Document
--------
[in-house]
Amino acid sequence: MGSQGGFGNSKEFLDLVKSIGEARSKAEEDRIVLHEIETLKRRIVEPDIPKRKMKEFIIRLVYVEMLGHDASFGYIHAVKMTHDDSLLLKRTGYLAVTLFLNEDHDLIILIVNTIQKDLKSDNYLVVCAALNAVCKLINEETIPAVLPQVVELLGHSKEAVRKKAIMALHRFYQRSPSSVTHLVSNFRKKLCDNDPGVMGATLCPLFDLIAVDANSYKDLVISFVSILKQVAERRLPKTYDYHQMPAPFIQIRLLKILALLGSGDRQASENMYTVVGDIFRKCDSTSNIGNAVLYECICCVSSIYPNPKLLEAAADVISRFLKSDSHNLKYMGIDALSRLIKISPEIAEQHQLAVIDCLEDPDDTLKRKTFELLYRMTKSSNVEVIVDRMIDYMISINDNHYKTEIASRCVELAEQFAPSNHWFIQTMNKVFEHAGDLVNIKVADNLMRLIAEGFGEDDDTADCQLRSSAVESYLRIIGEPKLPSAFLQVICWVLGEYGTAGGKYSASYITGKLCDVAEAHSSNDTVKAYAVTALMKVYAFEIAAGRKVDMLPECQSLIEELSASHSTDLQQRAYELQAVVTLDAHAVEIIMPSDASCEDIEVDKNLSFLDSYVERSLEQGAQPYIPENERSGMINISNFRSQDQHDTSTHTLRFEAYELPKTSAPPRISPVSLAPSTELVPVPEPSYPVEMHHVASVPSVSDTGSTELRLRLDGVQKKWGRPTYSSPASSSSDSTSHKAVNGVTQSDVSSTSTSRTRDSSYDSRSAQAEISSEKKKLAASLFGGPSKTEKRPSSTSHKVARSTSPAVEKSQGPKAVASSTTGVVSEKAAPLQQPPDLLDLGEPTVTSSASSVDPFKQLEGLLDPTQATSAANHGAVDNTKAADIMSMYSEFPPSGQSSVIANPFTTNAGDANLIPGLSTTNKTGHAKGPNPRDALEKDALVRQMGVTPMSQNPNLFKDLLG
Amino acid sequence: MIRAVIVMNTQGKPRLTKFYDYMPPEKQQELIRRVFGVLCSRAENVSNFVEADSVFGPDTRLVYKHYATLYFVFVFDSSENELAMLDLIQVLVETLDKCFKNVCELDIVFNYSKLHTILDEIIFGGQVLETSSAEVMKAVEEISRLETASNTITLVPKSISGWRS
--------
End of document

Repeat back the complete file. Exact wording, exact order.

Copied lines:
[in-house]
Amino acid sequence: MGSQGGFGNSKEFLDLVKSIGEARSKAEEDRIVLHEIETLKRRIVEPDIPKRKMKEFIIRLVYVEMLGHDASFGYIHAVKMTHDDSLLLKRTGYLAVTLFLNEDHDLIILIVNTIQKDLKSDNYLVVCAALNAVCKLINEETIPAVLPQVVELLGHSKEAVRKKAIMALHRFYQRSPSSVTHLVSNFRKKLCDNDPGVMGATLCPLFDLIAVDANSYKDLVISFVSILKQVAERRLPKTYDYHQMPAPFIQIRLLKILALLGSGDRQASENMYTVVGDIFRKCDSTSNIGNAVLYECICCVSSIYPNPKLLEAAADVISRFLKSDSHNLKYMGIDALSRLIKISPEIAEQHQLAVIDCLEDPDDTLKRKTFELLYRMTKSSNVEVIVDRMIDYMISINDNHYKTEIASRCVELAEQFAPSNHWFIQTMNKVFEHAGDLVNIKVADNLMRLIAEGFGEDDDTADCQLRSSAVESYLRIIGEPKLPSAFLQVICWVLGEYGTAGGKYSASYITGKLCDVAEAHSSNDTVKAYAVTALMKVYAFEIAAGRKVDMLPECQSLIEELSASHSTDLQQRAYELQAVVTLDAHAVEIIMPSDASCEDIEVDKNLSFLDSYVERSLEQGAQPYIPENERSGMINISNFRSQDQHDTSTHTLRFEAYELPKTSAPPRISPVSLAPSTELVPVPEPSYPVEMHHVASVPSVSDTGSTELRLRLDGVQKKWGRPTYSSPASSSSDSTSHKAVNGVTQSDVSSTSTSRTRDSSYDSRSAQAEISSEKKKLAASLFGGPSKTEKRPSSTSHKVARSTSPAVEKSQGPKAVASSTTGVVSEKAAPLQQPPDLLDLGEPTVTSSASSVDPFKQLEGLLDPTQATSAANHGAVDNTKAADIMSMYSEFPPSGQSSVIANPFTTNAGDANLIPGLSTTNKTGHAKGPNPRDALEKDALVRQMGVTPMSQNPNLFKDLLG
Amino acid sequence: MIRAVIVMNTQGKPRLTKFYDYMPPEKQQELIRRVFGVLCSRAENVSNFVEADSVFGPDTRLVYKHYATLYFVFVFDSSENELAMLDLIQVLVETLDKCFKNVCELDIVFNYSKLHTILDEIIFGGQVLETSSAEVMKAVEEISRLETASNTITLVPKSISGWRS